Bell XP-77 Fighter Prototype
The Bell XP-77 fighter was to have relied on non-strategic materials in its construction - only two prototypes were built.
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The deteriorating war situations in both Europe and the Far East during World War 2 began forcing American warplanners to think through to a possible direct war with one of the Axis powers. the war could very well restrict strategic war materials (oil, metals, etc...) and therefore cripple mass production efforts of weapons - particularly aircraft. Thus it fell to American aviation engineers to undertake development of a new "resource-friendly" fighter that would make heavier use of "non-strategic" materials for the lengthy war commitment that potentially lay ahead.
Bell Aircraft began work on such a proposal for the U.S. Army outlining a dimensionally compact, single-seat, single-engine fighter to be constructed largely of wood and under very quick and inexpensive conditions. The proposal was submitted to Army authorities on October 30th, 1941 - just two months before America's formal entry into World War 2.
Bell's approach brought about a most contained, streamlined form designed with inherent agility and speed suitable for clashing with the thoroughbreds fielded by the Empire of Japan and Nazi Germany - namely the Mistubishi A6M "Zero" and the Messerschmitt Bf 109 respectively. The aircraft would incorporate a long, yet slender, nose assembly housing the engine with a triangular cross-section fuselage. The cockpit was to be set aft of amidships due to the restrictive internal volume provided and a conventional tail unit would completed the aircraft's side profile with a single vertical tail fin and low-set horizontal planes The mainplanes of the aircraft would be straight in their general shape with clipped tips and mounted low along the sides of the fuselage. A high-aspect ratio wing was envisioned with a single spar in play. Internally, each wing would make use of wooden ribbing and held together through nails and glue. A resin/plastic bonded skin would cover the entire surface while itself being coated in a cotton fabric-based blend. In keeping with Bell's previous fighter designs, the undercarriage would be of the non-traditional tricycle arrangement featuring a single-wheeled nose leg under the engine compartment and a pair of single-wheeled main legs under each wing. Proposed armament was a single 20mm cannon firing through the propeller hub along with 2 x 0.50 caliber Browning M2 heavy machine guns, 200 rounds afforded to these two guns.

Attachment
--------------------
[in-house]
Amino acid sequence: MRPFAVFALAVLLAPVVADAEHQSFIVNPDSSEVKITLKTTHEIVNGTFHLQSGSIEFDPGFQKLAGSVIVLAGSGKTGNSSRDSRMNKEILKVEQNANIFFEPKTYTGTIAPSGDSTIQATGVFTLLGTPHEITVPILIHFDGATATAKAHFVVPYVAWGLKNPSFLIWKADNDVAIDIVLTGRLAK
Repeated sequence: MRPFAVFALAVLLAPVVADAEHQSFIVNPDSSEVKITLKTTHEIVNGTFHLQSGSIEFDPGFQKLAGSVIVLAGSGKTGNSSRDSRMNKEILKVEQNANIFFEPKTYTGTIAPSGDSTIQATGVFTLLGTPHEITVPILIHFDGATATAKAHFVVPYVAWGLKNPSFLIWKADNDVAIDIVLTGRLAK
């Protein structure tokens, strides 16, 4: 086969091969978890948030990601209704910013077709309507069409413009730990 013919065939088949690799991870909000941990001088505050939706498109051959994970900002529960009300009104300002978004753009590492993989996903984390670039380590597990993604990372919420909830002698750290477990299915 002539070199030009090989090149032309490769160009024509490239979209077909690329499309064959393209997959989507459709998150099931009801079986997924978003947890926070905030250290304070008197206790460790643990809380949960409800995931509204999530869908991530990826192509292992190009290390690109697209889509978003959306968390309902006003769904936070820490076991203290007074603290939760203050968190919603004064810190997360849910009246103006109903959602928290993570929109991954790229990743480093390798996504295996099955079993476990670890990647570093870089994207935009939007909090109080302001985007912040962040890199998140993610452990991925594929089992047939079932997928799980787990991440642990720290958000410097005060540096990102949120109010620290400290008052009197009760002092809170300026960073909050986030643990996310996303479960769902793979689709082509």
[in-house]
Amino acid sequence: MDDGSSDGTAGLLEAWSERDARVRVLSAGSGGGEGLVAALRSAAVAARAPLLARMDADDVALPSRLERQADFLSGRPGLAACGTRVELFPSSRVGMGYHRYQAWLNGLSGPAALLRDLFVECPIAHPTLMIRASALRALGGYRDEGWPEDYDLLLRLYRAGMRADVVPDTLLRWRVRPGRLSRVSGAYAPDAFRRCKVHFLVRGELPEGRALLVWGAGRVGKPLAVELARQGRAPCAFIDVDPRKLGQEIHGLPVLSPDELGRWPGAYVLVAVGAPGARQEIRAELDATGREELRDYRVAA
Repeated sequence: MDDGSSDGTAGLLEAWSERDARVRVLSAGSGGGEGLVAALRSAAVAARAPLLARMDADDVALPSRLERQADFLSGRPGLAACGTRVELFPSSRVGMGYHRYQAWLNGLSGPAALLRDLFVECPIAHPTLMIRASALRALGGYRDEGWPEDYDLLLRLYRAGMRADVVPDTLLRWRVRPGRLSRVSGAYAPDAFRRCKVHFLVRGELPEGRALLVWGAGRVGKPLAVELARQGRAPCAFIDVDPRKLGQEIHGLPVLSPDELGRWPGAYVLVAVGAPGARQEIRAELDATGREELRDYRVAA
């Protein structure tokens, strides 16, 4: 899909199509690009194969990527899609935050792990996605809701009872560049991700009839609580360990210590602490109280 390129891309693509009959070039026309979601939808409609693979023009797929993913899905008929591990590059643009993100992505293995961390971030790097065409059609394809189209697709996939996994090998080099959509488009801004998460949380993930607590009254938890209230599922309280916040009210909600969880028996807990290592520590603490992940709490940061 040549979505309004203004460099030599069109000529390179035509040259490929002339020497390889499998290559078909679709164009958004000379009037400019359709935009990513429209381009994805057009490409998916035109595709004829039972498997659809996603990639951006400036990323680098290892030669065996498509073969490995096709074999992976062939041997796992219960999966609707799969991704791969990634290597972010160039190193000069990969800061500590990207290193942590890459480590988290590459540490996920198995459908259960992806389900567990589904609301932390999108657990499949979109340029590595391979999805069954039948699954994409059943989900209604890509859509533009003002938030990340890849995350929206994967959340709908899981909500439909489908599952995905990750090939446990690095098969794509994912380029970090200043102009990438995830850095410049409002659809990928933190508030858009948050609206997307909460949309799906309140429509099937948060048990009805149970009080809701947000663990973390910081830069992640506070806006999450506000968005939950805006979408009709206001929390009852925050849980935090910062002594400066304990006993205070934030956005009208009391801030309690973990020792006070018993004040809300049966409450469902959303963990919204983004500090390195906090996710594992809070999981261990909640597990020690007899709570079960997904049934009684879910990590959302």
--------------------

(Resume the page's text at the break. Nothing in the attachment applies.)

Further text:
One of the primary concerns found with the project was the slim fuselage required which limited engine selection. This left the only choice to become the still-in-development and unproven Ranger-brand V-770 12-cylinder, air-cooled supercharged system of 500 horsepower output for the role. Coupled with the aircraft's small footprint, performance estimates envisioned a maximum speed reaching 400 miles per hour. The engine drove a simple two-bladed propeller.